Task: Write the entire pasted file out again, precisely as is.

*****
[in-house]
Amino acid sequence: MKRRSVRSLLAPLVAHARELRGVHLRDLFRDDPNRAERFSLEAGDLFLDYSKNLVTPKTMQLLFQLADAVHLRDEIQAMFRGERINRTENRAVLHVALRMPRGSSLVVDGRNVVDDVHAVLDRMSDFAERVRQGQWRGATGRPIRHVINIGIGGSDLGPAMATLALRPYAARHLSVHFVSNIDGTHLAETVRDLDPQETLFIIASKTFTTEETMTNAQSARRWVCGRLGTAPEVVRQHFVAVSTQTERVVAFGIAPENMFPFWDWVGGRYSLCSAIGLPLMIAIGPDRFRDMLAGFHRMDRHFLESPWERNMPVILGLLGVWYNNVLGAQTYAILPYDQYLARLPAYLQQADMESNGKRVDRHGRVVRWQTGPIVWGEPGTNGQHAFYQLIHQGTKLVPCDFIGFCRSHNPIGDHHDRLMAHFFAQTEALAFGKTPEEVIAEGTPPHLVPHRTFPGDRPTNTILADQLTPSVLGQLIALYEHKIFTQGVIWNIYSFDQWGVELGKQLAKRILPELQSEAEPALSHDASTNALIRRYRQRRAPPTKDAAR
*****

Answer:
[in-house]
Amino acid sequence: MKRRSVRSLLAPLVAHARELRGVHLRDLFRDDPNRAERFSLEAGDLFLDYSKNLVTPKTMQLLFQLADAVHLRDEIQAMFRGERINRTENRAVLHVALRMPRGSSLVVDGRNVVDDVHAVLDRMSDFAERVRQGQWRGATGRPIRHVINIGIGGSDLGPAMATLALRPYAARHLSVHFVSNIDGTHLAETVRDLDPQETLFIIASKTFTTEETMTNAQSARRWVCGRLGTAPEVVRQHFVAVSTQTERVVAFGIAPENMFPFWDWVGGRYSLCSAIGLPLMIAIGPDRFRDMLAGFHRMDRHFLESPWERNMPVILGLLGVWYNNVLGAQTYAILPYDQYLARLPAYLQQADMESNGKRVDRHGRVVRWQTGPIVWGEPGTNGQHAFYQLIHQGTKLVPCDFIGFCRSHNPIGDHHDRLMAHFFAQTEALAFGKTPEEVIAEGTPPHLVPHRTFPGDRPTNTILADQLTPSVLGQLIALYEHKIFTQGVIWNIYSFDQWGVELGKQLAKRILPELQSEAEPALSHDASTNALIRRYRQRRAPPTKDAAR